Based sardonically on Masterpiece Theatre, Washington Regional Association of Grantmakers’s Structural Racism Theater introduces the viewer to concrete examples of structural racism and implicit bias. It’s edgy, dryly humorous, “shareable,” and an incredibly different direction for WRAG. The first episode, "The Pernicious Compromise," focuses on the timely topic of the Electoral College and its connection to the Three-Fifths Compromise.
Based sardonically on Masterpiece Theatre, Structural Racism Theater introduces the viewer to concrete examples of structural racism and implicit bias in an edgy, social media-friendly way. In "Darkness in Emerald City," we look at the relationship between implicit bias and institutional racism.
In the final session in Washington Regional Association of Grantmakers's Putting Racism on the Table series (2016), the W.K. Kellogg Foundation's Dr. Gail Christopher discussed the role of philanthropy in addressing racism and racial inequity.
In the fourth session of Putting Racism on the Table (2016), James Bell, founder and executive director of the W. Haywood Burns Institute, focused on mass incarceration.
In the fifth session in WRAG's Putting Racism on the Table series (2016), Manuel Pastor, Professor of Sociology and American Studies & Ethnicity at the University of Southern California, discussed the experience of nonblack racial minorities in America, the implications of demographic change, and the urgent need to invest in equity.
In the third session of Putting Racism on the Table (2016), Julie Nelson, Director of the Government Alliance on Race & Equity, Haas Institute for a Fair and Inclusive Society, focused on implicit bias.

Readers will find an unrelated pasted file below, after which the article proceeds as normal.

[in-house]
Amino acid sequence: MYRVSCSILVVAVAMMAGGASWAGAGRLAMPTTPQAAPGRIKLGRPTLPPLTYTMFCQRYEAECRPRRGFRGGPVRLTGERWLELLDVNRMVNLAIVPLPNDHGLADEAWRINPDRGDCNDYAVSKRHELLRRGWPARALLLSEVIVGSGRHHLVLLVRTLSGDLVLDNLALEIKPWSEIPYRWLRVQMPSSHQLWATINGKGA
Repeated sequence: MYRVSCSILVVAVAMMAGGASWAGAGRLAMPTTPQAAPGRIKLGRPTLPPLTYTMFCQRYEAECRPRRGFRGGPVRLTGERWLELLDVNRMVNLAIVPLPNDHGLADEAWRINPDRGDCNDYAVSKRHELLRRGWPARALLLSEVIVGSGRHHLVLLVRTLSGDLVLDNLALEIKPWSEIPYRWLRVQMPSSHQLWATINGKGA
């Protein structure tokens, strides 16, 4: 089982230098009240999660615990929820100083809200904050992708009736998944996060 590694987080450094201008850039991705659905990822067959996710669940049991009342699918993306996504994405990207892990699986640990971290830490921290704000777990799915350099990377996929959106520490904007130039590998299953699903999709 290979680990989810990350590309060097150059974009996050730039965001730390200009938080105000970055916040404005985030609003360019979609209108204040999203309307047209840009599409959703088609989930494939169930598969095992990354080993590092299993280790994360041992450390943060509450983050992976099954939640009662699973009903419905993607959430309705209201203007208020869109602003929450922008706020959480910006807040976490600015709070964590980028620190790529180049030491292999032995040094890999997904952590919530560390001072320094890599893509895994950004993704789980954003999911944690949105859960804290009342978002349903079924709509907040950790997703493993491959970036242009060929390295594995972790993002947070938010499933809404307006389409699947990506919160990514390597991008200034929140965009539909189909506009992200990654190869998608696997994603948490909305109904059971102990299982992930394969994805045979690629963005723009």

Some organizations are beginning to create policies that increase underrepresented groups providing goods or services to their organization. Sample vendor diversity policies are available from philanthropy-serving organizations.
D5’s Final State of the Work highlights voices of leaders in the field who share their stories of change and progress. This final report catalogs the stories that tell of human impact and human struggle to create a more equitable philanthropy.
The seven steps in this guide provide a clear framework for how a race equity lens can be adopted by foundations or other organizations that work directly with systems, technical assistance providers and communities.
Foundations Facilitate Diversity, Equity, and Inclusion: Partnering with Community and Nonprofits, a report by the OMG Center for Collaborative Learning, confirms that foundations can, in fact, facilitate diversity, equity, and inclusion (DEI) through their grantmaking processes and their partnerships with nonprofits—and identifies eight specific practices for foundations to emulate.